Tell us about your *nix history

Our past *nix experiences can lead to some intriguing, insightful, and humorous stories that lead us to our current *nix choice. How about sharing yours with us!

For me:

Early on I played with UnixWare and eventually moved to FreeBSD/OpenBSD - I became a fanboi pretty quick. My intro to Linux was via CentOS years ago by my then IT Director. He and I would often verbally assault each other (in a friendly way) over the two. Eventually I was won over and ran Cent on the desktop for a long spell until I found Debian. Sure, like most of us, I dabbled in other distros like Ubuntu (before they introduced Unity). Eventually all that distro hoping gave way to the love affair between Debian and Arch/Labs that has become THE go-to distros for me. Rarely do en ever meander away from these nowadays.


Hmmm, I randomly heard about this Linux distro called Ubuntu (I am pretty sure this was 8.04 or it could have been 7.10, I can’t be quite sure). When I found out that you could check it out without installing it I was blown away.

Booted it up and fell in love. Installed it and used Ubuntu based stuff until I came across Manjaro which was quite early on which led me to finally do a proper Arch install after many years of wanting to, then a guy called Brett Stevens hit me up about a BL based distro and here we are.

Brief but a history nevertheless. :smiley:


My first experience was back in the early '80s with SunOS on the SPARCStations at Liverpool University when my Dad was doing his degrees — I used to type out my English essays on them which my Dad would then typeset with LaTeX and print out on their laser printers (very expensive and extremely rare at the time). That was also where my life-long disdain for Apple started because they had some original Macs in the same room and they were like children’s toys compared to the UNIX workstations.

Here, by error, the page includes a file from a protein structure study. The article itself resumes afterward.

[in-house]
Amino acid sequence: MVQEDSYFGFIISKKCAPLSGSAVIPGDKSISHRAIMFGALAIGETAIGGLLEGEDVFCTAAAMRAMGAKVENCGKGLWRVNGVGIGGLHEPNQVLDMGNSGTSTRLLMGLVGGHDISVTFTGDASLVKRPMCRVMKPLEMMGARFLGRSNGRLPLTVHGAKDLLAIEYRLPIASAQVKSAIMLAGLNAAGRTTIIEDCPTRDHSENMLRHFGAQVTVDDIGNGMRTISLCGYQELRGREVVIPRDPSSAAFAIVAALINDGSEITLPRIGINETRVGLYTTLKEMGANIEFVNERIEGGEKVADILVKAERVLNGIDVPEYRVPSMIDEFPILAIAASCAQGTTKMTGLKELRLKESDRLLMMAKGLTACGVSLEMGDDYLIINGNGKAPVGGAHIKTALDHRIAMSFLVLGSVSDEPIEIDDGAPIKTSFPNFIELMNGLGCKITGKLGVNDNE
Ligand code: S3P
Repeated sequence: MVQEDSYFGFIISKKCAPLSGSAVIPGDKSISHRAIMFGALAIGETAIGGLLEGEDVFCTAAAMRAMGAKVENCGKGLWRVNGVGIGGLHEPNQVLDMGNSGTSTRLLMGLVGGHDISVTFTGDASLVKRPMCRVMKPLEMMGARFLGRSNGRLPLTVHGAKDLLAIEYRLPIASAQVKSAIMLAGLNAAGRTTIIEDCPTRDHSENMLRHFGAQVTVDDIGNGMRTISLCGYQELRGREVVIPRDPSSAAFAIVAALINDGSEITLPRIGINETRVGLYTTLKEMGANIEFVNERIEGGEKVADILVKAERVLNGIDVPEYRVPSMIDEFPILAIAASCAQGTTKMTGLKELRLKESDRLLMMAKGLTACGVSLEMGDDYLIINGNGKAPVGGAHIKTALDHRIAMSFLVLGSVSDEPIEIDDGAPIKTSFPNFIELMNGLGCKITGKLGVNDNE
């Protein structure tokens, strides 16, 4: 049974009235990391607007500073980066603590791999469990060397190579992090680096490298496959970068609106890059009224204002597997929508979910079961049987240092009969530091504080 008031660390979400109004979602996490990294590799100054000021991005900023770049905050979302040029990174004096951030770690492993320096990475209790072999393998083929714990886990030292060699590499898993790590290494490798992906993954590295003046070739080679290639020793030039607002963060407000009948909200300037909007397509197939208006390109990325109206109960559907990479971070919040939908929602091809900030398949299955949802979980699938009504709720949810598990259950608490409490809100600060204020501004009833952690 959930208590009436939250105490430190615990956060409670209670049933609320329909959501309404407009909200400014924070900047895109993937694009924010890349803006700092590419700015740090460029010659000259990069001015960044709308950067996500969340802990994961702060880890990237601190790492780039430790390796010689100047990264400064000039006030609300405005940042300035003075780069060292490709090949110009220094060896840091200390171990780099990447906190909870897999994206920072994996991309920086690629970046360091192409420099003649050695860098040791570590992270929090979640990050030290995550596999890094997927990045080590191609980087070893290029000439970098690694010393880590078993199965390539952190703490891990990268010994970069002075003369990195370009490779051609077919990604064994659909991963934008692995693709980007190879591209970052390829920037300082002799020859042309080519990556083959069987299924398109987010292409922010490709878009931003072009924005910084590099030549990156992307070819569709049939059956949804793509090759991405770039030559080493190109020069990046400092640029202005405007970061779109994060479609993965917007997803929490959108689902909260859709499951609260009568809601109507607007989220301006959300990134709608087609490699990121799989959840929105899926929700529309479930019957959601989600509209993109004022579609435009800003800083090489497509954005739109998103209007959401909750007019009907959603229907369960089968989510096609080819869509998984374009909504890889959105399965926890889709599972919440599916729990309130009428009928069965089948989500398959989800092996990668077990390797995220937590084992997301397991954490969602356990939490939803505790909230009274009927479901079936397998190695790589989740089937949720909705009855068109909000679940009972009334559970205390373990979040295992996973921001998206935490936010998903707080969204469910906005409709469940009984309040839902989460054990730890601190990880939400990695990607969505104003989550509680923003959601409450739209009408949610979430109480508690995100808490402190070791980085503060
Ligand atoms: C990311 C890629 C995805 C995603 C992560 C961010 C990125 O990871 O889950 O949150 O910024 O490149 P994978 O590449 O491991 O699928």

Once I was in medical school I just used Windows for any essays and suchlike and also for playing Quake II online (which is where my username originates). I didn’t find out about GNU/Linux until about seven years ago when I read about Xubuntu in a HiFi magazine (of all things) and I decided to try out 13.10, which completely hooked me thanks to my fondness for the command line. I got out of Ubuntu as soon as I learnt about Arch & Debian, although I managed to get Arch running about six months before I figured out how to get my wireless card working with Debian.


My first *nix was Red Hat, back in the previous century, but it was a painful experience: nothing really worked. The first Linux I really made use of was Kubuntu 7.04, and later Ubuntu. Both were useful, but taught me nothing. Then in 2016 a friend convinced me to give a try to Manjaro GNOME. Initially I was delighted, but later I found it too stiff, and difficult to customize. I switched to Openbox on Antergos, and later on pure Arch. Now my working environment is sway and Wayfire, with Arch on one and ArchLabs on another laptop. Other distros and WMs I only use for testing purposes.


Well, I learned and used BSD4.4 in my school days. Although Windows and Linux were already pretty popular at that time, the professor insisted using BSD in his OS class. Maybe that’s the reason why I like systems influenced by *BSD, such as Slack, Arch and Void. :smile: Had used FreeBSD and OpenBSD on and off for a couple of years. Because of the lack of hardware support, had to use Linux native drivers from time to time. I eventually moved to Linux.

Started my Linux journey with Redhat (don’t remember the version, maybe 9?), then Suse. Settled with Slack for some years. Wanted an easy package management system, so I moved to Debian. Then Ubuntu came out. I tried its early releases and loved them. It was like fresh air back then. Unfortunately, things went south pretty quickly. Ubuntu has become buggy and bloated. Had to abandon Ubuntu and never looked back any Ubuntu based distros. Moved to Gentoo and Arch eventually. Gentoo is a very nice distribution but maybe it’s not worth the time compiling everything from source now. Currently running Arch, Solus and Void at home, Redhat and customized Gentoo at work.